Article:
Baseball Crank
Covering the Front and Back Pages of the Newspaper
April 6, 2007
BASEBALL: Plodsednik

Since late July 2005, only four major league players have been caught stealing more than 17 times. This in and of itself is testimony to the startling conservatism of major league baserunners these days - the stolen base really is a dying art - but of those four, three have produced prime time steals numbers to offset the cost of running - Jose Reyes (93 SB, 26 CS, 78.1% success rate), Juan Pierre (86 SB, 29 CS, 74.8% success rate), and Chone Figgins (82 SB, 27 CS, 75.2% success rate). The game's other elite base thief, Carl Crawford, has gone 71-13 (84.5%) in that stretch.

That leaves us the fourth player: Scott Podsednik. Podsednik has been caught 35 times to only 50 steals, a 58.8% success rate, including twice in three attempts this season. For any other player, you'd say he should just stop running at that point - but running is nearly Podsednik's whole value, with a .268/.354/.333 batting/slugging/OBP line over that time period while playing left field. If he doesn't shape up on the bases very soon, it may be high time for the White Sox to just stop playing him.

Posted by Baseball Crank at 12:52 PM | Baseball 2007 | Comments (8) | TrackBack (0)
Comments

Wow. I knew he was poor, but not that bad. He's nearly useless at this point.

How's his fielding?

Posted by: Mike at April 6, 2007 1:36 PM

I wonder if it shows conservatism, or a deeper understanding of how much value is removed when you are out. So we see Reyes with high steal numbers; Beltran with lower numbers but a very high percentage, and few others stealing a lot.

Remember when Aparcio was considered great because he stole some bases, but couldn't steal first? Hendersonthinks Beltran should steal more, but he is using a Ricky standard--he's an all time great, so that is always an unfair comparison.

Posted by: Daryl Rosenblatt at April 6, 2007 2:14 PM

Daryl, you should know by now that "conservatism" is not a synonym for imprudence in my book ;)

I do think the decline of the stolen base is driven by sound strategic analysis. It's still sad to see, though.

Posted by: The Crank at April 6, 2007 2:40 PM

I agree completely. With the questionable decision to insert Darin Erstad into CF, the Sox can ill afford to have another poorly producing outfielder in such a good division. Even if his base stealing does return...is he worth it?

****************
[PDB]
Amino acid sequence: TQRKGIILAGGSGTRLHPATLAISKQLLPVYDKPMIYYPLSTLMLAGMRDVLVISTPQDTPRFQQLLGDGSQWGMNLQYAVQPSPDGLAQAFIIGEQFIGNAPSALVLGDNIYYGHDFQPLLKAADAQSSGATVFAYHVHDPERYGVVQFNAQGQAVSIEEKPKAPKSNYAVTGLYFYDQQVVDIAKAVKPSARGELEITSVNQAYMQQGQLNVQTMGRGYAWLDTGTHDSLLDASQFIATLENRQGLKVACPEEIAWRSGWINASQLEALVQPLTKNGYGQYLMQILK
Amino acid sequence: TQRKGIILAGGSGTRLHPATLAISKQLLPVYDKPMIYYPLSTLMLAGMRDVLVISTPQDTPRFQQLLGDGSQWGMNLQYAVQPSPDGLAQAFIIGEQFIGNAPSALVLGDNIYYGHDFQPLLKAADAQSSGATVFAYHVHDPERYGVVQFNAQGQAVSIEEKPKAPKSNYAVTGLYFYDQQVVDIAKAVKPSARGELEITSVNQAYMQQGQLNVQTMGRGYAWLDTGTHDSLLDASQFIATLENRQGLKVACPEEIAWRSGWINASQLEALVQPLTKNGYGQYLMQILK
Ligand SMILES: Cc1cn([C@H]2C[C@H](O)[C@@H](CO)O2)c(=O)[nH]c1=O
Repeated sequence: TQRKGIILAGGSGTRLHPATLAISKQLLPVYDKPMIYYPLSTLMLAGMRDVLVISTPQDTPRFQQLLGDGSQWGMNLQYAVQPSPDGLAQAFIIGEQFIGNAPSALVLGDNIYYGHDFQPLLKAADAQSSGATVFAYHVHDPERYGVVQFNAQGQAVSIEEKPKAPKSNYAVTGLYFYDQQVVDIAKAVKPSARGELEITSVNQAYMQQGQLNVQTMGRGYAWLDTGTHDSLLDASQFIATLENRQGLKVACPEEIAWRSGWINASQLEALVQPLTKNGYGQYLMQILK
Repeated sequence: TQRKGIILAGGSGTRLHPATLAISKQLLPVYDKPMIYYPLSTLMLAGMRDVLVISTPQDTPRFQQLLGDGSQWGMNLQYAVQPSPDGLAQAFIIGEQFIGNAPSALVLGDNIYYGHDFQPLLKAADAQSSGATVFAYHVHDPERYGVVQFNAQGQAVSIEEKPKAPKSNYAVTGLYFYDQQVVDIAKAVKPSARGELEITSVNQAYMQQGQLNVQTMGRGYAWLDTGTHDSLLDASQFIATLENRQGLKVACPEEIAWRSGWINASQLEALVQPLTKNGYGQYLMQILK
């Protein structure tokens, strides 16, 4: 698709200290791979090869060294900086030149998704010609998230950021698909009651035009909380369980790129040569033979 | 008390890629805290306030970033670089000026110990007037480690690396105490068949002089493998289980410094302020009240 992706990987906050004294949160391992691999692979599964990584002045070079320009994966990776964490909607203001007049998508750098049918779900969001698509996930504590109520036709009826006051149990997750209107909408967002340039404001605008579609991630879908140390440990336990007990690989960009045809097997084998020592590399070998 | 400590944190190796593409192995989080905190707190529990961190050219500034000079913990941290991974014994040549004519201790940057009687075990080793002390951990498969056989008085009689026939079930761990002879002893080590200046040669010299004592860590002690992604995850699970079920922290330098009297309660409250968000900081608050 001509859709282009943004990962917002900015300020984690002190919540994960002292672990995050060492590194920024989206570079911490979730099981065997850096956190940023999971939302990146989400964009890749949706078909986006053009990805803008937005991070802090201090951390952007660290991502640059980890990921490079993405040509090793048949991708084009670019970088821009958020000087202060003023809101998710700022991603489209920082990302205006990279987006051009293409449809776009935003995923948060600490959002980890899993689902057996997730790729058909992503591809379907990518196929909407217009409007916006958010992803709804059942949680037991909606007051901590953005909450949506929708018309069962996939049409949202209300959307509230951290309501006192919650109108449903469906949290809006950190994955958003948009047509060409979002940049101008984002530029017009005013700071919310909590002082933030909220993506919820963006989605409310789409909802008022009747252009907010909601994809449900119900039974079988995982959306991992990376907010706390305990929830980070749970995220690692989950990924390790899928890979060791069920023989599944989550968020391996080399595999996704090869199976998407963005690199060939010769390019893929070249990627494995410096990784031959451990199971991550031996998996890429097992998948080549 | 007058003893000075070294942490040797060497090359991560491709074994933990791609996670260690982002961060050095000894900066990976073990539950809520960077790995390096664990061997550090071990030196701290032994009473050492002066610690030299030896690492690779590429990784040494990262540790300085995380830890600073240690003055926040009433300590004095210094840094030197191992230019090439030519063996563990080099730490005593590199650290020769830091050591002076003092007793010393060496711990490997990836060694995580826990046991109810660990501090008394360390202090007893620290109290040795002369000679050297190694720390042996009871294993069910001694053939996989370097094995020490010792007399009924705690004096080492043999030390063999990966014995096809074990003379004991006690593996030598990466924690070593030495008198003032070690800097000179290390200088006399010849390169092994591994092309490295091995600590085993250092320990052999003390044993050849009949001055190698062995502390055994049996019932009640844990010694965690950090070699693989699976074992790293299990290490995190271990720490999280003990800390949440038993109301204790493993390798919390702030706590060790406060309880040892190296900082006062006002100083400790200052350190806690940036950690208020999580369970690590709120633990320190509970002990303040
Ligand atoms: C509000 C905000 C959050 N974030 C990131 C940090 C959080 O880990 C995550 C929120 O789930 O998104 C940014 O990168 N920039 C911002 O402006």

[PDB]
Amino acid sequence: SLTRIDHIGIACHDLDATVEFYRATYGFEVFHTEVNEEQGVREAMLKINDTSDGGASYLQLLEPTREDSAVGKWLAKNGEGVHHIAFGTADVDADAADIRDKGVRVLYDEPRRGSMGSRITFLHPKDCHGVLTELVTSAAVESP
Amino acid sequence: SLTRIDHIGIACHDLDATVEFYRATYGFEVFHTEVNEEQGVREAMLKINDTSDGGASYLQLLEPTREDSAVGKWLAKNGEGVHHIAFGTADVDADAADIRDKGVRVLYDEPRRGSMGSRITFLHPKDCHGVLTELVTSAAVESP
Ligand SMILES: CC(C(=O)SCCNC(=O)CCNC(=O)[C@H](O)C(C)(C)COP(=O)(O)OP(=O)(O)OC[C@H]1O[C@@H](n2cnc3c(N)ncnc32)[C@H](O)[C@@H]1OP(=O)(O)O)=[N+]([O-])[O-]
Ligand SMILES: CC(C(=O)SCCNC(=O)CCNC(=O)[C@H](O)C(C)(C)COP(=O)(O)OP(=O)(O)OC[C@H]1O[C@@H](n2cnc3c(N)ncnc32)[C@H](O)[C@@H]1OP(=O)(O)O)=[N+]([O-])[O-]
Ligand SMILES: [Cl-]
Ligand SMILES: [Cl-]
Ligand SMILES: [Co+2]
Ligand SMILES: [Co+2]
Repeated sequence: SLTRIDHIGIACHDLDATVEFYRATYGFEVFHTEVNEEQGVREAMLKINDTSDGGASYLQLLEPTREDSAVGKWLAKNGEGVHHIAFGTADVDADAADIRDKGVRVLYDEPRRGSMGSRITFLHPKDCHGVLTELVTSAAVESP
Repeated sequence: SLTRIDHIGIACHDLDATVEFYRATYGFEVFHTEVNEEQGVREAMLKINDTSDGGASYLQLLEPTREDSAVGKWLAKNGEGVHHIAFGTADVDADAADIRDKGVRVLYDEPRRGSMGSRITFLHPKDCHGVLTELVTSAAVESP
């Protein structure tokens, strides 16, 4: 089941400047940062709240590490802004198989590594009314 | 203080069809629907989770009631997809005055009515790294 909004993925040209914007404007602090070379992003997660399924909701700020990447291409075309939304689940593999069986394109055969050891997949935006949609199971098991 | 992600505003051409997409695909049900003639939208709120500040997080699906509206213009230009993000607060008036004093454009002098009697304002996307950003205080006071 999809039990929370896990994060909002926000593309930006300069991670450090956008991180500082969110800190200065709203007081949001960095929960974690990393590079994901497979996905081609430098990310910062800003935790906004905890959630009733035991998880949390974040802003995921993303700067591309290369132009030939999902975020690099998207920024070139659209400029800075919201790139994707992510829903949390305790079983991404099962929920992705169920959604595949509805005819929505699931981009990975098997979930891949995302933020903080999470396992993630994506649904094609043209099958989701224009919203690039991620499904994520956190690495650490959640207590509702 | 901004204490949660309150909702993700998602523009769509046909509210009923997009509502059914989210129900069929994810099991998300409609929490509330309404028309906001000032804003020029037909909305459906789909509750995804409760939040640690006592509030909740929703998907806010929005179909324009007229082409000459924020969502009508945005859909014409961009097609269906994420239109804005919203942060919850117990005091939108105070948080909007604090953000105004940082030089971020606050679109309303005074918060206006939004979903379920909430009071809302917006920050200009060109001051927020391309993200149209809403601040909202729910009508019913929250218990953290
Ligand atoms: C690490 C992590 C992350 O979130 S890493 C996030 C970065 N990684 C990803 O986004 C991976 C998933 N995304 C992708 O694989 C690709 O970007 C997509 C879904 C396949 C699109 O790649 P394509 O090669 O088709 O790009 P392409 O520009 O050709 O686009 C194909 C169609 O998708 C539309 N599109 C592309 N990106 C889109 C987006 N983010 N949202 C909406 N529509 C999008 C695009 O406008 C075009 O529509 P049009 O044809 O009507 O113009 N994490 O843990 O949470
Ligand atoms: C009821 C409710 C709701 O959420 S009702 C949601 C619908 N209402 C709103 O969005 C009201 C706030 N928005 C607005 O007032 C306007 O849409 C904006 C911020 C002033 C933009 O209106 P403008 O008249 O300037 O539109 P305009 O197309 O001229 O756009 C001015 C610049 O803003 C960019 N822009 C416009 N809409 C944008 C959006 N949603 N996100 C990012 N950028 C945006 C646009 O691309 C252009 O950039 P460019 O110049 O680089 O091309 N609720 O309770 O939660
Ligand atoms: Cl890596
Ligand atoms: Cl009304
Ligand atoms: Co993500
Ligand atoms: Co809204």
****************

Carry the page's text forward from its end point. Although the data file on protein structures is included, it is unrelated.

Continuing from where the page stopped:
Posted by: Brant Stewart at April 6, 2007 3:17 PM

I do think the decline of the stolen base is driven by sound strategic analysis. It's still sad to see, though.

I agree. The Bill James Revolution makes for sound baseball, but it's not necessarily an entertaining product.

Sit-on-you-ass baseball as Whitey called it (and James quoted him positively in that regard) has been the one-and-only offshoot of the Sabermetric boom.

I'll take it over leadoff men with .287 OBPs, but dudes trying to steal 125 times a season (or 172 in Rickey's case) was fun.

Posted by: Mike at April 6, 2007 6:56 PM

Beltran would increase his offensive value by stealing more, even if he got caught a bit more. I just don't know if it would be worth the extra risk of leg injuries from a guy who has 40-HR power.

Posted by: Jerry at April 6, 2007 9:42 PM

Do you think that maybe their's a macho thing here at work.

Home Run hitters drive Caddies etc....

In this era of celebrity worship, perhaps more players believe that, I don't "have to steal" to be of value.

Posted by: billy g at April 7, 2007 9:41 AM

I mentioned Ricky complaining, but how many leadoff guys have his career OBA of .401? His closest rival is probably Tim Raines, who would be Cooperstown bound if he hadn't taken coke, and he was at .385. If your OBA is under .350, which both Aparicio and Wills had (and Dodger Stadium didn't affect his all that much), and you create more outs on top of that, it's a bad play, You get on 40%, and then you steal well, like Henderson, then you will indeed create zillions of runs and get a plaque.

Posted by: Daryl Rosenblatt at April 8, 2007 12:26 PM
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